Pain is a very subjective sensation. The same condition could be experienced as excruciatingly painful by some people, while others will consider it as barely painful. A study conducted by Leonie Koban, researcher in the team of Philippe Fossati and Liane Schmidt « Control – Interoception – Attention »at the ICM, showed that pain experience is influenced by one’s own learning experience, but also, and even more strongly so, by information coming from other people. Brain imaging revealed that those two types of expectations—learned and social—were mediated through different brain networks. Results are published in Nature Communications.
Expectations influence our experiences. They can be generated from different sources. They can be based on what we have experienced or learned before, but also from what other people tell us. Positive comments on a restaurant or an exhibition will certainly modify your expectations on the said restaurant or exhibition. This is also true for sensations such as pain – think of medical procedures or events that are typically somewhat painful, such as childbirth. If others report a treatment or a procedure to be very or not very painful, it might influence one’s expectations about the procedure and also the experience of the pain itself. However, the mechanisms and brain systems involved remain unclear.
Leonie Koban and her collaborators employed two different stimuli to explore the effects of expectations on pain: a learning stimulus and a social stimulus. For the learning stimulus, they used a conditioning paradigm with one drawing of an animal and one drawing of a vehicle, each one predictive of a high or low pain stimulus. For the social stimulus, they showed the participants the pain ratings of other people, which could be either low or high on average, but did not predict the actual intensity of the upcoming pain stimulus. Then they applied painful heat different intensity. At the same time, they recorded brain activity using functional MRI.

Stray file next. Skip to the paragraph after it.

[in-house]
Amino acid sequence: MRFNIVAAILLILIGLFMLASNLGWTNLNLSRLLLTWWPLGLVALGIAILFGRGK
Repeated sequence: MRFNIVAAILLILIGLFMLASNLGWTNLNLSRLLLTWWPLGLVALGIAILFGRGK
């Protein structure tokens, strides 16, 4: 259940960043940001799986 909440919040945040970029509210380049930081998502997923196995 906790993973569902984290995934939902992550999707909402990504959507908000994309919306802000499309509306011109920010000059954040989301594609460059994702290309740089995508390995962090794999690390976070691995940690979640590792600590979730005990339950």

« We knew before that expectations could influence pain but we didn’t really know how different sources of expectations might influence pain and whether different sources of expectations involve different brain mechanisms. We were actually really surprised that the social information had such a huge influence on how people experienced pain, much bigger than learning by one’s own experience. Initially, we had thought that people would quickly realize that the social information was not actually predictive of the heat intensity and that they would not be influenced by it anymore. However, this is not what we observed. Instead, social influence remained strong throughout the experiment, even when people were presented with more predictive information about the upcoming pain. » explains Leonie Koban
Furthermore, they show that the brain systems mediating social influence effects and the effects of learning on pain are different. Learning effects are mediated by limbic areas and posterior brain regions such as the hippocampus, whereas social effects are mediated by prefrontal and parietal areas. This could suggest that social information bypasses learning networks and directly recruits brain networks involved in top-down control and attention.
« Overall, these results show the importance of both social and learned expectations for pain, and they illustrate the neural mechanisms behind it. Understanding how expectations, whether they come from social context or learning, shape our behavior and experience is crucial as they have important consequences for well-being and health outcomes in real life. » concludes Leonie Koban
Koban L, Jepma M, López-Solà M, Wager TD. Nat Commun. 2019 Sep 10.